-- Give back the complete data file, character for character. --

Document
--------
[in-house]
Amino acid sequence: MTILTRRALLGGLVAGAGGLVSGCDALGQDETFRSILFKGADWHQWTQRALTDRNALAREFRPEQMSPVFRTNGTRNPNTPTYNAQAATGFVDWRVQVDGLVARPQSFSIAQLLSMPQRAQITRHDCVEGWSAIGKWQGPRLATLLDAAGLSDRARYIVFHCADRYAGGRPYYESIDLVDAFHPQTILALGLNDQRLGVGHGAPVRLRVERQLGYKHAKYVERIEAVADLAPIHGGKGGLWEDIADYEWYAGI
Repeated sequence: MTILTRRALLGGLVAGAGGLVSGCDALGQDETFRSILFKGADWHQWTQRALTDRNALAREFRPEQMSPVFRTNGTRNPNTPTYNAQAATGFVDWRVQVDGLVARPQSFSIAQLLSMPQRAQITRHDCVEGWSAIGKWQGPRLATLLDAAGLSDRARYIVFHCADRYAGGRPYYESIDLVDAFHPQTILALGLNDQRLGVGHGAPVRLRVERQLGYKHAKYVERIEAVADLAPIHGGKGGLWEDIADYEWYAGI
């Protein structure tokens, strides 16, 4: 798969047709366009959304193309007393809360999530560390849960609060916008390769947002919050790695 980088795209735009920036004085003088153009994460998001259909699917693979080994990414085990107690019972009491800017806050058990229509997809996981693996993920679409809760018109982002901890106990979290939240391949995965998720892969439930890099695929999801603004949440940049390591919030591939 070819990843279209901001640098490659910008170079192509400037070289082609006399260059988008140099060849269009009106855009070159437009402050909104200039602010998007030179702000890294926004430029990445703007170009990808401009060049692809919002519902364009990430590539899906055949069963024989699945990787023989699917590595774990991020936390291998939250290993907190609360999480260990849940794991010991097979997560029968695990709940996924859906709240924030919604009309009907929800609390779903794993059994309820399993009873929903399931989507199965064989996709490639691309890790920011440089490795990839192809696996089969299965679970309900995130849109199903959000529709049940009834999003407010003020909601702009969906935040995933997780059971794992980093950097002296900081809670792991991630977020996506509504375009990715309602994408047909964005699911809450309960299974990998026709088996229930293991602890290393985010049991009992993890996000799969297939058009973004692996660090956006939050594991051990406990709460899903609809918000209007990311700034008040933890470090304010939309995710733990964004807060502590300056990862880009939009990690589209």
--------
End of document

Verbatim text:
[in-house]
Amino acid sequence: MTILTRRALLGGLVAGAGGLVSGCDALGQDETFRSILFKGADWHQWTQRALTDRNALAREFRPEQMSPVFRTNGTRNPNTPTYNAQAATGFVDWRVQVDGLVARPQSFSIAQLLSMPQRAQITRHDCVEGWSAIGKWQGPRLATLLDAAGLSDRARYIVFHCADRYAGGRPYYESIDLVDAFHPQTILALGLNDQRLGVGHGAPVRLRVERQLGYKHAKYVERIEAVADLAPIHGGKGGLWEDIADYEWYAGI
Repeated sequence: MTILTRRALLGGLVAGAGGLVSGCDALGQDETFRSILFKGADWHQWTQRALTDRNALAREFRPEQMSPVFRTNGTRNPNTPTYNAQAATGFVDWRVQVDGLVARPQSFSIAQLLSMPQRAQITRHDCVEGWSAIGKWQGPRLATLLDAAGLSDRARYIVFHCADRYAGGRPYYESIDLVDAFHPQTILALGLNDQRLGVGHGAPVRLRVERQLGYKHAKYVERIEAVADLAPIHGGKGGLWEDIADYEWYAGI
């Protein structure tokens, strides 16, 4: 798969047709366009959304193309007393809360999530560390849960609060916008390769947002919050790695 980088795209735009920036004085003088153009994460998001259909699917693979080994990414085990107690019972009491800017806050058990229509997809996981693996993920679409809760018109982002901890106990979290939240391949995965998720892969439930890099695929999801603004949440940049390591919030591939 070819990843279209901001640098490659910008170079192509400037070289082609006399260059988008140099060849269009009106855009070159437009402050909104200039602010998007030179702000890294926004430029990445703007170009990808401009060049692809919002519902364009990430590539899906055949069963024989699945990787023989699917590595774990991020936390291998939250290993907190609360999480260990849940794991010991097979997560029968695990709940996924859906709240924030919604009309009907929800609390779903794993059994309820399993009873929903399931989507199965064989996709490639691309890790920011440089490795990839192809696996089969299965679970309900995130849109199903959000529709049940009834999003407010003020909601702009969906935040995933997780059971794992980093950097002296900081809670792991991630977020996506509504375009990715309602994408047909964005699911809450309960299974990998026709088996229930293991602890290393985010049991009992993890996000799969297939058009973004692996660090956006939050594991051990406990709460899903609809918000209007990311700034008040933890470090304010939309995710733990964004807060502590300056990862880009939009990690589209």